The output of the encoder is a series of NAL packets, which are always returned concatenated in consecutive memory. HEVC streams have SPS and PPS and VPS headers which describe how the following packets are to be decoded. If you specified --repeat-headers then those headers will be output with every keyframe. Otherwise you must explicitly query those headers using:
/* x265_encoder_headers: * return the SPS and PPS that will be used for the whole stream. * *pi_nal is the number of NAL units outputted in pp_nal. * returns negative on error, total byte size of payload data on success * the payloads of all output NALs are guaranteed to be sequential in memory. */ int x265_encoder_headers(x265_encoder *, x265_nal **pp_nal, uint32_t *pi_nal);
Now we get to the main encode loop. Raw input pictures are passed to the encoder in display order via:
/* x265_encoder_encode: * encode one picture. * *pi_nal is the number of NAL units outputted in pp_nal. * returns negative on error, zero if no NAL units returned. * the payloads of all output NALs are guaranteed to be sequential in memory. */ int x265_encoder_encode(x265_encoder *encoder, x265_nal **pp_nal, uint32_t *pi_nal, x265_picture *pic_in, x265_picture *pic_out);
These pictures are queued up until the lookahead is full, and then the frame encoders in turn are filled, and then finally you begin receiving a output NALs (corresponding to a single output picture) with each input picture you pass into the encoder.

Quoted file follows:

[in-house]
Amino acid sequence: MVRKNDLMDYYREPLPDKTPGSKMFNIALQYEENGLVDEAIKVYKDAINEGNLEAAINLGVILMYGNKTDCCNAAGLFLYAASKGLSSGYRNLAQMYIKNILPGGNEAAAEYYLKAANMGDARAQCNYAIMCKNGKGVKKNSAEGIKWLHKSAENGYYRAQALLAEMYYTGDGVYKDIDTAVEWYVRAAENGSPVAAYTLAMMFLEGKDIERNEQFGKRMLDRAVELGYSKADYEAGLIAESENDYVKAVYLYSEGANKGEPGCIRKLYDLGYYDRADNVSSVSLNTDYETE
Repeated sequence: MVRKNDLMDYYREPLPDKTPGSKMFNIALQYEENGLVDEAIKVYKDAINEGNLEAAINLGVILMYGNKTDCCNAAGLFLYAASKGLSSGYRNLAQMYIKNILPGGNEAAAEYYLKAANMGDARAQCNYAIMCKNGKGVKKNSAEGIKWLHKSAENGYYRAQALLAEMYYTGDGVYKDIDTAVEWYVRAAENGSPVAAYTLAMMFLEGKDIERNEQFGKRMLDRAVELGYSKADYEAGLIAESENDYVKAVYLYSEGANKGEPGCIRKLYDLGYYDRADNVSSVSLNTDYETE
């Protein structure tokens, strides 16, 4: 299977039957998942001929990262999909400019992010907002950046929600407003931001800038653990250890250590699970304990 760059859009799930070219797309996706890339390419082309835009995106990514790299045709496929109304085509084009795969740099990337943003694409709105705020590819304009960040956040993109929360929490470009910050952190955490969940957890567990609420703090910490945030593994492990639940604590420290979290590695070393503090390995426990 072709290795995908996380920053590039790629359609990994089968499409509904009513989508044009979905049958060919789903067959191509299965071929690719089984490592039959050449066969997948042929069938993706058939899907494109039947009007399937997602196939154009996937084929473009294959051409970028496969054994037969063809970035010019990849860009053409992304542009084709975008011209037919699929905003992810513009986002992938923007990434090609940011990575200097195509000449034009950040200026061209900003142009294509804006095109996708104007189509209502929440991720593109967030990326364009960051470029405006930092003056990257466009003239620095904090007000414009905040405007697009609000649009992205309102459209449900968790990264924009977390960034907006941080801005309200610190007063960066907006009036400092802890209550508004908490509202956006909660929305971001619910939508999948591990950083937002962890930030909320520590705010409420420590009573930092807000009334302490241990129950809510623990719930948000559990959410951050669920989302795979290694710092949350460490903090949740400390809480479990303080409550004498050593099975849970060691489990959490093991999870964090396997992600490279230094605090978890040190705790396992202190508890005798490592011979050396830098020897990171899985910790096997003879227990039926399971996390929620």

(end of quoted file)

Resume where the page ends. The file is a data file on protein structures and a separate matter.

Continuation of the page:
Once the pipeline is completely full, x265_encoder_encode() will block until the next output picture is complete.
Optionally, if the pointer of a second x265_picture structure is provided, the encoder will fill it with data pertaining to the output picture corresponding to the output NALs, including the recontructed image, POC and decode timestamp. These pictures will be in encode (or decode) order.
When the last of the raw input pictures has been sent to the encoder, x265_encoder_encode() must still be called repeatedly with a pic_in argument of 0, indicating a pipeline flush, until the function returns a value less than or equal to 0 (indicating the output bitstream is complete).
At any time during this process, the application may query running statistics from the encoder:
/* x265_encoder_get_stats: * returns encoder statistics */ void x265_encoder_get_stats(x265_encoder *encoder, x265_stats *, uint32_t statsSizeBytes);
At the end of the encode, the application will want to trigger logging of the final encode statistics, if --csv had been specified:
/* x265_encoder_log: * write a line to the configured CSV file. If a CSV filename was not * configured, or file open failed, or the log level indicated frame level * logging, this function will perform no write. */ void x265_encoder_log(x265_encoder *encoder, int argc, char **argv);
Finally, the encoder must be closed in order to free all of its resources. An encoder that has been flushed cannot be restarted and reused. Once x265_encoder_close() has been called, the encoder handle must be discarded:
/* x265_encoder_close: * close an encoder handler */ void x265_encoder_close(x265_encoder *);
When the application has completed all encodes, it should call x265_cleanup() to free process global resources like the thread pool; particularly if a memory-leak detection tool is being used:
/*** * Release library static allocations */ void x265_cleanup(void);